2) Just what does it mean to walk in God’s ways and to hearken to God’s voice?

3) Is it not rather ostentatious to seek fame and renown and glory above other nations?

4) And what does it mean to be a holy people? While each of us can come up with many challenges regarding some of the potential chauvinistic and triumphalist inferences one can draw from these passages, there is something beautiful and inspiring in them as well.

What if we could really make a difference as part of a community, part of a nation, living with sacred purpose, that is as a holy nation? What if we chose to live life as if , as Immanuel Kant said, “the maxim of our actions were to become universal law?” What if each of us were to understand that because of the very life force that pulses through us we have obligations to all other manifestations of life? What if we as Jews were to say this notion, of serving the unity of creation with all our heart and soul and being, is an original idea of our ancestors and worthy of our implementation? What if we as Jews were to say that we receive this teaching of our tradition and therefore commit to live our lives with a sense of obligation to certain principles, the ultimate one being that all life is sacred? Should we not thereby approach every other human, the other animals of whom we are one species, and the environment that sustains us all with more love, care, concern, attention, intention, humility and decency?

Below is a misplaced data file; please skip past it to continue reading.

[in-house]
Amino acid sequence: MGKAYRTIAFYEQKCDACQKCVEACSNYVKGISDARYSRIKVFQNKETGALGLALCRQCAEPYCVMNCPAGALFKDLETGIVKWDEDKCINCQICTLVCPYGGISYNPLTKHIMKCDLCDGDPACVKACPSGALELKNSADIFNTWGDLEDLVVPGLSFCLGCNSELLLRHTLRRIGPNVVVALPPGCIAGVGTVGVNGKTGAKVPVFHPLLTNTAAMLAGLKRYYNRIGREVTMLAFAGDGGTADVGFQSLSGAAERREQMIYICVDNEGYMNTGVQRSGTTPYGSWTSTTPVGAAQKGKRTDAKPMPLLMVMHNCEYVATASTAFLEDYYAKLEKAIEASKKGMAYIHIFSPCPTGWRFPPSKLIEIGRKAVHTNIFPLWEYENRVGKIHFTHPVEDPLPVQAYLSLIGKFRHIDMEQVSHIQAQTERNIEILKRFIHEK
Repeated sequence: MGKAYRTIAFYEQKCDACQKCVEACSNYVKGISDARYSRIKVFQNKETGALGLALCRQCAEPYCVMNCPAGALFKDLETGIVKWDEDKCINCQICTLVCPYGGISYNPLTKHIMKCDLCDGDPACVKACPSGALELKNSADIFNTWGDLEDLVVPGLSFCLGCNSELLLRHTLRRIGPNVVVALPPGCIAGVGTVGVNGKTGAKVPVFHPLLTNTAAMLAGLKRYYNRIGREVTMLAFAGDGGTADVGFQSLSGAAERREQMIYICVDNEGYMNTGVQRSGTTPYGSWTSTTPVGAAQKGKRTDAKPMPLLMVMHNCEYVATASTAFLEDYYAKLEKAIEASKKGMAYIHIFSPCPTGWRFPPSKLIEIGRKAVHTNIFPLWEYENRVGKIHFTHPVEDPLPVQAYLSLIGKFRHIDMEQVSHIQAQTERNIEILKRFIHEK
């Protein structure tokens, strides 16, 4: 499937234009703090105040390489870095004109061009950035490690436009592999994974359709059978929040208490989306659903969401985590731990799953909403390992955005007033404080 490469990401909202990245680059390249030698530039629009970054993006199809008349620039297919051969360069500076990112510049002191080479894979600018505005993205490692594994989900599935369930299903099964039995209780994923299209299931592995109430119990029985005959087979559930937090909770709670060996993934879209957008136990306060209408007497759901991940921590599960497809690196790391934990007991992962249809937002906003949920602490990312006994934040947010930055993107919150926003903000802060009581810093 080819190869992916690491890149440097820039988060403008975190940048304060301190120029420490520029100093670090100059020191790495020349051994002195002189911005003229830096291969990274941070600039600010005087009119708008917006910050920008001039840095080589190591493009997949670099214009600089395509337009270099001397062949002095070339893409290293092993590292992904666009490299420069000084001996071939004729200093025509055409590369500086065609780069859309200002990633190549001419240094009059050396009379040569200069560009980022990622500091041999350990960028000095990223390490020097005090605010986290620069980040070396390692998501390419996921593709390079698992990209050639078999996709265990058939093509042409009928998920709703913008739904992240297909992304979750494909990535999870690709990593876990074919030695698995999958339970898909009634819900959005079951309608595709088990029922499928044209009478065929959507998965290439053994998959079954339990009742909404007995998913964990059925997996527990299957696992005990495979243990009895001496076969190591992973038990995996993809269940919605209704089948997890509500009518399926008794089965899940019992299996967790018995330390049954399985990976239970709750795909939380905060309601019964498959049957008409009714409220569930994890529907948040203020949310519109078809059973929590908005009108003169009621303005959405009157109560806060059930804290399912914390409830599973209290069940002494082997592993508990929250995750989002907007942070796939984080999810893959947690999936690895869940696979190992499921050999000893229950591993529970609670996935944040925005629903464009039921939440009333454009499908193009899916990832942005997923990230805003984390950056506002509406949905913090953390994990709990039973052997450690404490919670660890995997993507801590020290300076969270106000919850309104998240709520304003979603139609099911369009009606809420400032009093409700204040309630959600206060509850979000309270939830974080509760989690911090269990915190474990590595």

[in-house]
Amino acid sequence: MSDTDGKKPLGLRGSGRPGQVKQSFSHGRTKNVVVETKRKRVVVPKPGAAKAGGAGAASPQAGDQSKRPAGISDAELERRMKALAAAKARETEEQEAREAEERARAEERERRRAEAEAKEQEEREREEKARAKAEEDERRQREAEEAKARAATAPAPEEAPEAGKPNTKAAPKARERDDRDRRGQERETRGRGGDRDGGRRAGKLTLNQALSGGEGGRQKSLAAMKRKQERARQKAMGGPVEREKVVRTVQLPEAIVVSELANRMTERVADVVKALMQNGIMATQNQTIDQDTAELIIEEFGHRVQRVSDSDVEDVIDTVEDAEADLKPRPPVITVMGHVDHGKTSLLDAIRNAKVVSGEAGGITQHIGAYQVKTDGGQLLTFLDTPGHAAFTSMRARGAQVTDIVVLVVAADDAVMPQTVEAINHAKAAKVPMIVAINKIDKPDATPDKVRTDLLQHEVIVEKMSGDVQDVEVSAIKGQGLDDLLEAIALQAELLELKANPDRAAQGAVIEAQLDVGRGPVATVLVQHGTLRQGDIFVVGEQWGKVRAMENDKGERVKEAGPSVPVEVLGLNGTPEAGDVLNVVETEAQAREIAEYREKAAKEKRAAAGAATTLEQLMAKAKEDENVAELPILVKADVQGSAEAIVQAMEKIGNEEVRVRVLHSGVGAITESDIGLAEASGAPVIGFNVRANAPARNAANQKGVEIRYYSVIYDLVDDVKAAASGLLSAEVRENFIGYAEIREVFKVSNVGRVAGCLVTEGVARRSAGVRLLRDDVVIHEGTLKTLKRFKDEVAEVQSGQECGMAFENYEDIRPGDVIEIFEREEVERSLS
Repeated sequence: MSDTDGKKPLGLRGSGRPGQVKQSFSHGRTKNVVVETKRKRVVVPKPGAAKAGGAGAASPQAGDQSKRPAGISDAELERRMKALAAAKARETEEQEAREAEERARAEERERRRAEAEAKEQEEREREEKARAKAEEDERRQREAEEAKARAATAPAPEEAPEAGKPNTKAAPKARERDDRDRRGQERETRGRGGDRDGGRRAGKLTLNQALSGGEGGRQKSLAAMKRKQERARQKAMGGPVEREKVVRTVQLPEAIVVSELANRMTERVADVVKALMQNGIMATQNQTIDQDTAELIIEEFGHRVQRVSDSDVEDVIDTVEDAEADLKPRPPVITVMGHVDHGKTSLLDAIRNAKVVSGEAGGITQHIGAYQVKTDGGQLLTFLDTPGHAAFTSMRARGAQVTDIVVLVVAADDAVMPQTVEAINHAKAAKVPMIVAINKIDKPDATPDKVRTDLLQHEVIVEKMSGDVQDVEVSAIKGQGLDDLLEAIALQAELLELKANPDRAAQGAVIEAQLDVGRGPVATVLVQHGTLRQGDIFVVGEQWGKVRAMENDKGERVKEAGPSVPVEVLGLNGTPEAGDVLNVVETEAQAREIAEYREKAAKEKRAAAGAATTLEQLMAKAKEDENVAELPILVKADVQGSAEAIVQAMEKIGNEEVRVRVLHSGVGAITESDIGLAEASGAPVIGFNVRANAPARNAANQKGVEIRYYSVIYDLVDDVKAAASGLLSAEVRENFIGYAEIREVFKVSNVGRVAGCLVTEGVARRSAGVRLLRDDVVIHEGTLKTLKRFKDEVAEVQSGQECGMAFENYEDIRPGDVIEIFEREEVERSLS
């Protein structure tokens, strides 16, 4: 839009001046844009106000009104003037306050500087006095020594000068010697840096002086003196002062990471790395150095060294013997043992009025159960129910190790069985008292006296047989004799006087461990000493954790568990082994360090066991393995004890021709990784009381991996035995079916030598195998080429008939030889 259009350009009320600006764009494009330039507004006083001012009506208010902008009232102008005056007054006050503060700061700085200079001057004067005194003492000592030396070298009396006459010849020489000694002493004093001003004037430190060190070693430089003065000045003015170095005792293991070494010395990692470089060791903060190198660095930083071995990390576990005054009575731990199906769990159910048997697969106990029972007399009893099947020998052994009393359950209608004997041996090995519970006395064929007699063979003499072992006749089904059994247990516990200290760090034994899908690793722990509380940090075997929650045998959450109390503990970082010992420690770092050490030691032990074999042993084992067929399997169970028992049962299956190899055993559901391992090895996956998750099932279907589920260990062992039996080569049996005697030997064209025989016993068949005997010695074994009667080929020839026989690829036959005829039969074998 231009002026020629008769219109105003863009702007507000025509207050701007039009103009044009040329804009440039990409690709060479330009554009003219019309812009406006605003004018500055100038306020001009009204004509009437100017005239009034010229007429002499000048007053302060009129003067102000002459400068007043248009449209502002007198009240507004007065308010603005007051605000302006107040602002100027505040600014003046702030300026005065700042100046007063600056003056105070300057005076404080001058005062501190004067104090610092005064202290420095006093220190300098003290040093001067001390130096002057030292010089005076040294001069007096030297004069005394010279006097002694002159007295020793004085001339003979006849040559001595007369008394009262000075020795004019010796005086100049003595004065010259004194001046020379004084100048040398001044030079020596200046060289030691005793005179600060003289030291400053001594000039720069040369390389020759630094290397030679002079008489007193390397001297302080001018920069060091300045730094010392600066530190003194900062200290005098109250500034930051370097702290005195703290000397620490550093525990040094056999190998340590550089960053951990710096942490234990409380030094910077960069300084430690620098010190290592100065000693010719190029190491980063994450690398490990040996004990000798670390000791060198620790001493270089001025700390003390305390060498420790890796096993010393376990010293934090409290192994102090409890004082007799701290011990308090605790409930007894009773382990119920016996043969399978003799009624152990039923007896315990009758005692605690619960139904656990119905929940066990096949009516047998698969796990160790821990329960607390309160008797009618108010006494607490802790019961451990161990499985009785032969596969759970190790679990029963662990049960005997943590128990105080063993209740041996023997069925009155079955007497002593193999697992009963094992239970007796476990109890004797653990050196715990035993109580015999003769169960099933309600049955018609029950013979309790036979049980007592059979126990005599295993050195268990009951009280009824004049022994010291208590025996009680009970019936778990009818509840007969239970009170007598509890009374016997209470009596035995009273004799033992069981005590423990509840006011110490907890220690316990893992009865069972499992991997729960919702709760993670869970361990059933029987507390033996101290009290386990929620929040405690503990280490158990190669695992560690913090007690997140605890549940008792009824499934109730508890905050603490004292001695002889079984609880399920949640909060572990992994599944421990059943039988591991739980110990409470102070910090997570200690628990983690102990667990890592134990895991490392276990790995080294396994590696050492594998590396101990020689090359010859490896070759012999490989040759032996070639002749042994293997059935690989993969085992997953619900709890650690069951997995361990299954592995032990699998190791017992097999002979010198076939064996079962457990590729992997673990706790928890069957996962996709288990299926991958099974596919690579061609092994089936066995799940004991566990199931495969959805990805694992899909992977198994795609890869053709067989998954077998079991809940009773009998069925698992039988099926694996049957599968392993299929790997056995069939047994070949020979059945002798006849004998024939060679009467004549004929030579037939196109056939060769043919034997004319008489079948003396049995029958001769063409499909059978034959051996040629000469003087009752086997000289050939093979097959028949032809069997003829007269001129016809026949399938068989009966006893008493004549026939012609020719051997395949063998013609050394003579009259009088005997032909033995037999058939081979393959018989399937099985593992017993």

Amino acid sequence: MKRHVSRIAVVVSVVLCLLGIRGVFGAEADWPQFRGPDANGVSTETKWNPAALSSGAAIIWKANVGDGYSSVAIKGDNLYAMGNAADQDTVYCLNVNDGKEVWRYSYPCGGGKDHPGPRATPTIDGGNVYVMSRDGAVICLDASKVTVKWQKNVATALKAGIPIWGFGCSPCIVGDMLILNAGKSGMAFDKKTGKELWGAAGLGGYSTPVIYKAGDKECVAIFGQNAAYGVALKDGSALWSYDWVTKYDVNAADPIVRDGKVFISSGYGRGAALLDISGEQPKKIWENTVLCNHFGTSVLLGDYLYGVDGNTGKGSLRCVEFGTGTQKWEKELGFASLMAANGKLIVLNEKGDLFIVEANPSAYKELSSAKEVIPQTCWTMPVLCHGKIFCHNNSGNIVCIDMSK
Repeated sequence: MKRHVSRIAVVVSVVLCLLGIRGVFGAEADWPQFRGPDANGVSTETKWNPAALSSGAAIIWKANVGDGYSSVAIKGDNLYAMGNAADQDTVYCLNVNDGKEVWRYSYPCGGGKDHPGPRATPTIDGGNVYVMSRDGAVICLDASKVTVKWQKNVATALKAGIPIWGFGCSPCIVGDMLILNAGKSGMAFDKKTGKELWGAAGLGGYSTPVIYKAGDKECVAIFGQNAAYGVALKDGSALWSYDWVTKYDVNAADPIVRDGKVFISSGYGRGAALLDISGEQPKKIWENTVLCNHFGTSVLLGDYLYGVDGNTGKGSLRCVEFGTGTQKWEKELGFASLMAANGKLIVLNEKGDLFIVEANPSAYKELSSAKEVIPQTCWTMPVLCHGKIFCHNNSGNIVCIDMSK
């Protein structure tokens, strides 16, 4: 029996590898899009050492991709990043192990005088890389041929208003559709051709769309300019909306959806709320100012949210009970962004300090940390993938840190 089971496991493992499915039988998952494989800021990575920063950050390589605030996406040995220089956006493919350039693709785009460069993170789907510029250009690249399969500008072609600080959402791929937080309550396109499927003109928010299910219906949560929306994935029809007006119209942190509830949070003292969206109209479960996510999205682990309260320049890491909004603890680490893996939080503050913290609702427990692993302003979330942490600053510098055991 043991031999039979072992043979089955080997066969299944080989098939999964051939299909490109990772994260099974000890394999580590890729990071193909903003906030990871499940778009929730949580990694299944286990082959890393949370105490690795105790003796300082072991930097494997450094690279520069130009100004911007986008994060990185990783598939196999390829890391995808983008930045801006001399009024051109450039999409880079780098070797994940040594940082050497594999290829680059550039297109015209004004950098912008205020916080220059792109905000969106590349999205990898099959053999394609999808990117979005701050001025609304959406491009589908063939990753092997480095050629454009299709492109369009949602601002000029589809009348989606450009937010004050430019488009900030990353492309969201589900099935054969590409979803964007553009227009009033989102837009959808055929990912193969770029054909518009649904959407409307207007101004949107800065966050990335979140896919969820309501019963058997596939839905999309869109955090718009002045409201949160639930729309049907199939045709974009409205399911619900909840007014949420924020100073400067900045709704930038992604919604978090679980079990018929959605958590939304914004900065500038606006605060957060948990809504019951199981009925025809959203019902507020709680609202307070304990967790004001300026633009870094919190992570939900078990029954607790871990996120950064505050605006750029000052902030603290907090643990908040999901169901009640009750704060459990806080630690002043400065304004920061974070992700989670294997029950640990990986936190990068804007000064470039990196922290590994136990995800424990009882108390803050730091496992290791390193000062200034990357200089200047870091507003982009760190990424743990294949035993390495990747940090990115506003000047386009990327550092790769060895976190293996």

Our world cries out for this behavior. In this Torah, Moses challenges us to be a personal example. In these weeks before the dawn of a new year, we really have no more excuses.